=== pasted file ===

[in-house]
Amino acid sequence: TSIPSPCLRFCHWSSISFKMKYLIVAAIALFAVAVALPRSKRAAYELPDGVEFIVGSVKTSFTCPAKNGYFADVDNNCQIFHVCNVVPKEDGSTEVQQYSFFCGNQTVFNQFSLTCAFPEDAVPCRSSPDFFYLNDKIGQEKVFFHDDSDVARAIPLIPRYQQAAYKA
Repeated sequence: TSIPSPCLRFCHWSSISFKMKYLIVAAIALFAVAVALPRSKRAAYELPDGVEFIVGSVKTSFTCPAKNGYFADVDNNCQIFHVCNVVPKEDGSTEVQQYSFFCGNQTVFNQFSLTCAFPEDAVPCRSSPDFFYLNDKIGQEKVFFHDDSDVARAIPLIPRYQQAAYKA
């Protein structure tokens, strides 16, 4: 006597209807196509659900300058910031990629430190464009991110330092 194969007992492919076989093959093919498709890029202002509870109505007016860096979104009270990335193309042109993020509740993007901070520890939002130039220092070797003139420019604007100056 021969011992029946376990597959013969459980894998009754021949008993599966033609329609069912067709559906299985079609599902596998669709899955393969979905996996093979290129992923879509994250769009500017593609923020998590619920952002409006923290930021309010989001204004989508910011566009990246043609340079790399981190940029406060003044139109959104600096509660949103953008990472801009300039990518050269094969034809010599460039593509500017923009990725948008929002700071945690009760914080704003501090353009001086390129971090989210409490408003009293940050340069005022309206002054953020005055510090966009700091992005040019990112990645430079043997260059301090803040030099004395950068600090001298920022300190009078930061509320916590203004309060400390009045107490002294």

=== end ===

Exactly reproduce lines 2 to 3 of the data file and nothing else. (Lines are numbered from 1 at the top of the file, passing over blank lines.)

Amino acid sequence: TSIPSPCLRFCHWSSISFKMKYLIVAAIALFAVAVALPRSKRAAYELPDGVEFIVGSVKTSFTCPAKNGYFADVDNNCQIFHVCNVVPKEDGSTEVQQYSFFCGNQTVFNQFSLTCAFPEDAVPCRSSPDFFYLNDKIGQEKVFFHDDSDVARAIPLIPRYQQAAYKA
Repeated sequence: TSIPSPCLRFCHWSSISFKMKYLIVAAIALFAVAVALPRSKRAAYELPDGVEFIVGSVKTSFTCPAKNGYFADVDNNCQIFHVCNVVPKEDGSTEVQQYSFFCGNQTVFNQFSLTCAFPEDAVPCRSSPDFFYLNDKIGQEKVFFHDDSDVARAIPLIPRYQQAAYKA